Hersh’s latest report is filled with inaccuracies and errors.
(This column originally appeared in the Toronto Sun)
By: Candice Malcolm
In the television series House, the fact everybody lies is the main character’s modus operandi. As a doctor trying to solve complicated medical anomalies, Dr. House’s diagnostic techniques worked only because he assumed all his patients were lying.
Investigative journalist Seymour Hersh is a bit like TV’s Dr. House. He bases his research on the assumption everybody in government lies. This belief is the basis of his latest report, released this week by the London Review of Books. In his 10,000-word article, Hersh alleges the Barack Obama administration’s version of events in the 2011 assassination of Osama bin Laden is a lie.
The truth, according to Hersh, is that bin Laden was actually captured by Pakistan’s intelligence agency back in 2006, and that he’d been held captive — with the support of Saudi Arabia — ever since. Hersh alleges Pakistan eventually agreed to sell bin Laden to the U.S. for ransom money and increased aid to Pakistan.
In order to believe Hersh, you must assume everybody lies.
This assumption has served Hersh well in his long and celebrated career. His instinct to mistrust official reports led him to uncover grave details of the 1968 My Lai massacre in Vietnam; a revelation that ultimately landed Army Lt. William Calley with a life sentence for killing 22 civilians, and awarded Hersh a Pulitzer Prize. (Calley was eventually released from prison.)
The same instinct led Hersh to break key details in the Watergate scandal, and more recently, to uncover the abuse and torture of detainees at the American-run prison complex in Abu Ghraib, one of the most important stories of the Iraq war.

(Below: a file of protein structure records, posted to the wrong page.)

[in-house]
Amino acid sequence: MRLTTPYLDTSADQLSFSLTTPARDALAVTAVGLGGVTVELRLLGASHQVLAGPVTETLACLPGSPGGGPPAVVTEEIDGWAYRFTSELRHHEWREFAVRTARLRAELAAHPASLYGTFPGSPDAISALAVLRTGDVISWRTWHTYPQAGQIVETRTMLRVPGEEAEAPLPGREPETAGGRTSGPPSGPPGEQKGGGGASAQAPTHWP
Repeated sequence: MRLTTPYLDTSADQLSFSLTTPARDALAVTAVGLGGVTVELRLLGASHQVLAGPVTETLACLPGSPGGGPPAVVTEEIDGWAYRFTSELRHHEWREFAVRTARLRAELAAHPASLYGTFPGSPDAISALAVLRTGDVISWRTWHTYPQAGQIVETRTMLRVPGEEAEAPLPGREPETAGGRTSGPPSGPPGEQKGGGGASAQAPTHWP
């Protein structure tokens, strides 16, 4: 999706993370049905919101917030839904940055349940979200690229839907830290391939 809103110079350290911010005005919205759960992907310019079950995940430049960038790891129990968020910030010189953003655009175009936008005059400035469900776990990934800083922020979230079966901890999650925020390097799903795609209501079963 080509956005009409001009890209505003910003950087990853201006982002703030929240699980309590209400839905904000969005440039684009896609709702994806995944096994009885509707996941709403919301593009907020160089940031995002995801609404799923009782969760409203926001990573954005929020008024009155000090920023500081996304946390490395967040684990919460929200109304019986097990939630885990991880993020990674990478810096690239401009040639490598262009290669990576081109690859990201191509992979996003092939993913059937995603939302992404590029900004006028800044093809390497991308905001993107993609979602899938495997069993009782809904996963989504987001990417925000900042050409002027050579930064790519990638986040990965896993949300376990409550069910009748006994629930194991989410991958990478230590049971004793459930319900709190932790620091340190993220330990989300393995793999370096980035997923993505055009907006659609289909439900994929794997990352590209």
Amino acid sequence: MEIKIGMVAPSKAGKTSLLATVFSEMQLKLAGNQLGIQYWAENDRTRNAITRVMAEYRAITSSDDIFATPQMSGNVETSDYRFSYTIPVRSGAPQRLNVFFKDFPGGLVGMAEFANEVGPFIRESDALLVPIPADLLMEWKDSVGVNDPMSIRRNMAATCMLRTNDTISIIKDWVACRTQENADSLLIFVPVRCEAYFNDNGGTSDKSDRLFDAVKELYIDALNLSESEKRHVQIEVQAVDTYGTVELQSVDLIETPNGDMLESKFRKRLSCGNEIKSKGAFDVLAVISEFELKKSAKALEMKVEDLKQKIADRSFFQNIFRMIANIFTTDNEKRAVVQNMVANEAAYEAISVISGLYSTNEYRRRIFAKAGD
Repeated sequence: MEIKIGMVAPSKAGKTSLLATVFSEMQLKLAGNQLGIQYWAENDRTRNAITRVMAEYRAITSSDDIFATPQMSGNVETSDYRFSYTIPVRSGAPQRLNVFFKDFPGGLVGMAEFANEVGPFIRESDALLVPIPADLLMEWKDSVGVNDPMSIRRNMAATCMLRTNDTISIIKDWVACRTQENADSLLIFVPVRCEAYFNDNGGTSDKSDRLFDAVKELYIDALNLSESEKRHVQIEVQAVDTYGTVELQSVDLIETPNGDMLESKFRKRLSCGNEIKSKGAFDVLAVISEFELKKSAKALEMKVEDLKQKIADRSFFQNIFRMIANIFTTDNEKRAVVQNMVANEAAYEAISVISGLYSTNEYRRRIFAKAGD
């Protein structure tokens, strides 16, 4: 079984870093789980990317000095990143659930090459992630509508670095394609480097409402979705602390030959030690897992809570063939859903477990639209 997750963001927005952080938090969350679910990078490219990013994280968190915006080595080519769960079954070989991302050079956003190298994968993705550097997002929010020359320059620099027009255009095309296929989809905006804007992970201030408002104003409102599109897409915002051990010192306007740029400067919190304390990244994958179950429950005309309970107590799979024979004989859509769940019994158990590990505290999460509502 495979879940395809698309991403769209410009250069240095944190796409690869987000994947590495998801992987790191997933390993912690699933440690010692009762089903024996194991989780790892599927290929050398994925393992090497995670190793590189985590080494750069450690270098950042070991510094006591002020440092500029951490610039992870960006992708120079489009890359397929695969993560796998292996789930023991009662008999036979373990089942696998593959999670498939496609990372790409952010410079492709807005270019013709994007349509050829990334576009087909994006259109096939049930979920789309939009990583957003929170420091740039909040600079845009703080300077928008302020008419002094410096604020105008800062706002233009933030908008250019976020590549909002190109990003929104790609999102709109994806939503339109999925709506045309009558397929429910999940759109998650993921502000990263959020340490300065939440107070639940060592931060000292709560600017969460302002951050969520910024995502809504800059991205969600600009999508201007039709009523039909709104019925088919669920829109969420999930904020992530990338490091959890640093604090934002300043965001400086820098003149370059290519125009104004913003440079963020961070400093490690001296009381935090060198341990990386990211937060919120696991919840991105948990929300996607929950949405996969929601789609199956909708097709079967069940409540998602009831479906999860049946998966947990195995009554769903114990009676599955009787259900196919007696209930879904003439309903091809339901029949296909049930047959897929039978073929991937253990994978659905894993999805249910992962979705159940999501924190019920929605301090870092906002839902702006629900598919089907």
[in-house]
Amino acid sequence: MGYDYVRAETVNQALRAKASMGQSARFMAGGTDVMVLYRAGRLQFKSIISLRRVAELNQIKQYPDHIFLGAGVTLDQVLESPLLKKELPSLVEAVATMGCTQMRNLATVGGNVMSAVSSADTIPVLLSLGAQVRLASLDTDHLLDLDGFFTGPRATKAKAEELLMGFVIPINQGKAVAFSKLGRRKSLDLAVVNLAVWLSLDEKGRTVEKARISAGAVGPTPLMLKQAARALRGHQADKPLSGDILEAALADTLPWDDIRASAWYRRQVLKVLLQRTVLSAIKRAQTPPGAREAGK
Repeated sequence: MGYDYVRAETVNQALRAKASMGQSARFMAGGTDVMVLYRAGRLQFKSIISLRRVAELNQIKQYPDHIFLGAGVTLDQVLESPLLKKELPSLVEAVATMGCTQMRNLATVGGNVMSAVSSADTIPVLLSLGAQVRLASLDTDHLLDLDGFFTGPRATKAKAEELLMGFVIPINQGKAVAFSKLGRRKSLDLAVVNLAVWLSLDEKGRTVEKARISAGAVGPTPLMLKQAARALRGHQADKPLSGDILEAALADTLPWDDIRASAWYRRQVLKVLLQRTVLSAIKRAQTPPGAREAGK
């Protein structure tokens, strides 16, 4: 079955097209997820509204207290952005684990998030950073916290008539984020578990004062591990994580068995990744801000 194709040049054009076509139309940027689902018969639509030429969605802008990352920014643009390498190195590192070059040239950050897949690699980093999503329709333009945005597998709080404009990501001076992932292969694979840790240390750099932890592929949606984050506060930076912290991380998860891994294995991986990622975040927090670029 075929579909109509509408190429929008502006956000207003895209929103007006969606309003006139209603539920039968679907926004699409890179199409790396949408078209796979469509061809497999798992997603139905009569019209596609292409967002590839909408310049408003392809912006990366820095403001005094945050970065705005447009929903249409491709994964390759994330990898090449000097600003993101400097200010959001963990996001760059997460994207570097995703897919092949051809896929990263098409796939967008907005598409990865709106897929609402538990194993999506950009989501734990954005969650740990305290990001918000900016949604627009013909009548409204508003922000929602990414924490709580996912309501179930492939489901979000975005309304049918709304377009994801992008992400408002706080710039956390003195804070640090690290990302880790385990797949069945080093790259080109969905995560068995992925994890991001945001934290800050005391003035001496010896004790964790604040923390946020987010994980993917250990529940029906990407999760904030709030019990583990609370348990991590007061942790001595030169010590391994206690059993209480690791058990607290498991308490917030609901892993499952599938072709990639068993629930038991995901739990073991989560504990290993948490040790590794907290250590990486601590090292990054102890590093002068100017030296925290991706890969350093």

Unfortunately, Hersh’s latest report is filled with inaccuracies and errors. Its lack of identified and relevant sources, strange and rambling quotes, and an absence of coherent motives or proof to back up his claims suggest a serious fall from grace for the celebrated journalist.
His basic premise, for instance, is that Pakistan co-operated with the U.S. in exchange for increased aid. In reality, U.S. aid to Pakistan has steadily decreased since 2010.
Hersh’s instincts to question authority are sound. But there is a slippery slope between questioning supposed lies, and assuming everyone is lying. For Hersh, his allegations this time appear to have skidded from investigative journalism into outright conspiracy theory.
I’ve worked on political campaigns, as a press secretary in government, as a researcher for a news station, and as the head of a citizen’s advocacy watchdog group. I’ve seen political spin and half-truths packaged up and sold to the public from both sides.
I know governments lie.
The urge to question our government and uncover these lies is an important tenet of any functioning democracy. Equally important is our ability to debunk false reports.
According to a U.S. intelligence official with direct knowledge of the bin Laden operation, the Pakistanis were furious and embarrassed when American troops found bin Laden hiding in a compound near the capital of Islamabad. My sources in the U.S. intelligence community, who have no direct knowledge of this case, believe it is more likely Hersh was sold a false bill of goods by Pakistani officials desperately trying to save face by fabricating a revised history.
Everybody lies. Hersh’s instinct to question government officials is correct and indeed admirable. In this case, however, I’d suggest he may have believed the wrong lies.